Daylight Savings

What’s the point of Daylight Savings??

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Daylight Savings

https://www.livescience.com/11069-started-daylight-saving-time.html

https://www.livescience.com/11069-started-daylight-saving-time.html

https://www.livescience.com/11069-started-daylight-saving-time.html

https://www.livescience.com/11069-started-daylight-saving-time.html

Uroob Saeed, Wed Editor

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Most Americans are annoyed with the whole change in time that Daylight Savings brings. I mean, why does time have to go an hour back in one season and then go an hour ahead in another? It completely messes with your circadian rhythm and it takes a while to get used to  the new schedule. Are there real benefits to this system, or is America just like this?  

As you know, Benjamin Franklin is one of the most honored and respected individuals in American history. He was one of the Founding Fathers and played a major role in America’s victory against the British Empire. However, this man was the first to promote the idea of setting the time forward an hour in the spring and back an hour in the fall in his essay An Economical Project For Diminishing the Cost of Lightwritten in Journal de Paris in 1784, although it was dismissed. In 1907, the idea was brought up again by Englishmen William Willett in his pamphlet “The Waste of Daylight.”  However, it was rejected by the British House of Commons. 

The United States began the tradition during the end of World War I in an attempt to save energy. The first official daylight savings was on March 15, 1918. Despite resistance from the public, the government enforced the law until 1919. Now, the states had the power to choose whether or not to observe this practice. During World War II, the law was reinstituted but after the war had ended, the decision fell into the hands of the states once again. Congress did not make anything mandatory until it passed The Uniform Time Act of 1966. The Energy Policy Act of 2005 made daylight savings time to start on the second Sunday in March and end on the first Sunday in November. Hawaii and Arizona have never changed their time one hour ahead and Indiana did not start until 2006.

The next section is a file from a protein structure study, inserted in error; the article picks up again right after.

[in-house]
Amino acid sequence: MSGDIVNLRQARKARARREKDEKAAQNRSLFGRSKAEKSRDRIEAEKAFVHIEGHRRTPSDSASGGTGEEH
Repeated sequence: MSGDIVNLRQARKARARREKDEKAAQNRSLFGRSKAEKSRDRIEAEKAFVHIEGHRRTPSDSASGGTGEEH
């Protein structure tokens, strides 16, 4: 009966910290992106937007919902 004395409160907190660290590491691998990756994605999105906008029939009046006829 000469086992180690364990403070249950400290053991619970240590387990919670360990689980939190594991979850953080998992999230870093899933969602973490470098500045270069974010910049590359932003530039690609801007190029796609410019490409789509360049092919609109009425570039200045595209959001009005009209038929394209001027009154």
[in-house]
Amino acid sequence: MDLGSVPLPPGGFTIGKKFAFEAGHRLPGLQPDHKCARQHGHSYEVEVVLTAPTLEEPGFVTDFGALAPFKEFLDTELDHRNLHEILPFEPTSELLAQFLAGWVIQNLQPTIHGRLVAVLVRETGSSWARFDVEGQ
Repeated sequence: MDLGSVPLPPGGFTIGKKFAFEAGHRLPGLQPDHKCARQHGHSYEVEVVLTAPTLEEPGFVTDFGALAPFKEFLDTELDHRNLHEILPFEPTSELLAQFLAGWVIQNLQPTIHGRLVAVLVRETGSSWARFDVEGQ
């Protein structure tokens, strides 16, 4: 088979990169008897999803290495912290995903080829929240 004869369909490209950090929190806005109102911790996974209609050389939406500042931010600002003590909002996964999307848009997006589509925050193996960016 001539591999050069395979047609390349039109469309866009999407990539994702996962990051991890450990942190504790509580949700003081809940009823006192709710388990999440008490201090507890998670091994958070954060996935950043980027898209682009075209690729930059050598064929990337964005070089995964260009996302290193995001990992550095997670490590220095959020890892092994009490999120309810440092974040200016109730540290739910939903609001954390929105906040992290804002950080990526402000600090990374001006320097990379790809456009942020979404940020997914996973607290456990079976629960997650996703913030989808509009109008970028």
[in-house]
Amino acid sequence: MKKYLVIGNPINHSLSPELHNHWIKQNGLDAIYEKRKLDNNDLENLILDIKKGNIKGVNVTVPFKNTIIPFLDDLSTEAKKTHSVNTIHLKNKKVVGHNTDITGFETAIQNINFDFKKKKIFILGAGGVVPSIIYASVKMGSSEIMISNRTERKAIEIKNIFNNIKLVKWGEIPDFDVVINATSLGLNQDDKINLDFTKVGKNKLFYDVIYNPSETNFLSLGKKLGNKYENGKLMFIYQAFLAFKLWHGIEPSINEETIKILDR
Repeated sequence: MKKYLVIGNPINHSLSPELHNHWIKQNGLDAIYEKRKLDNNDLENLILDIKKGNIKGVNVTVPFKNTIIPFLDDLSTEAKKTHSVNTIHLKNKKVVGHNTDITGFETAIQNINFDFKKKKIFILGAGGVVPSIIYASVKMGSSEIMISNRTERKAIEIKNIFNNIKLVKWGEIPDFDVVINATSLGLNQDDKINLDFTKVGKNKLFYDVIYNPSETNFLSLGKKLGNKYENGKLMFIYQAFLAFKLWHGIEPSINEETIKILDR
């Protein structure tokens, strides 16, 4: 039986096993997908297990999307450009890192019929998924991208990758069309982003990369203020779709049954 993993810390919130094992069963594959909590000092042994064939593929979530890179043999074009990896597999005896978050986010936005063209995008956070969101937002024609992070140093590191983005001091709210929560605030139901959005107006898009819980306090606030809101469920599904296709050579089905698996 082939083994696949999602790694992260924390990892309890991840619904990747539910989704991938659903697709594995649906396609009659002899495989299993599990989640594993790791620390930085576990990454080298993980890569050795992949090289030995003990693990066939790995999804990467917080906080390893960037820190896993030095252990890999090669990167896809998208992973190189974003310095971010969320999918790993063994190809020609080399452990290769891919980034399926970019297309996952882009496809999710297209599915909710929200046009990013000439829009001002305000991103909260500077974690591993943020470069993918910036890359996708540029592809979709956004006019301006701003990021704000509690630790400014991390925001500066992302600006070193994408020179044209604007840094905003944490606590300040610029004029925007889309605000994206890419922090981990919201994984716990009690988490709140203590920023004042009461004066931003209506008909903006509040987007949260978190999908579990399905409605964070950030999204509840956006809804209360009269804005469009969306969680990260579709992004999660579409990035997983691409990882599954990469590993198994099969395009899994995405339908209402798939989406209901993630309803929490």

Interestingly enough, Florida voters chose to have year-round daylight savings time just a few months ago. Proponents claim this would remove the annual drop in economic activity, as well as increase physical fitness among people because of the extended daylight. However, Congress has denied the “Sunshine Protection Act” because then, Florida would be the only state in the Eastern Time Zone to have different times among the rest of the Atlantic Coast States. Another main concern is that schoolchildren would be endangered at bus stops or while walking to school in the morning because of the darkness. Teenagers lacking driving experience would also have to commute to school in the dark for more days, increasing the risk of accidents. 

According to freshman Bilal Saeed, Daylight Savings is “unnecessary.” He said that “America would be perfectly fine without it.” And he’s right; there is evidence that shows daylight savings does not conserve a significant amount of energy. In fact, some sources suggest it actually increases the consumption of energy. Faryal Qureshi, a mother, likes the change in time because the longer nights allow time for more sleep. Unfortunately, I can’t say that about myself… 

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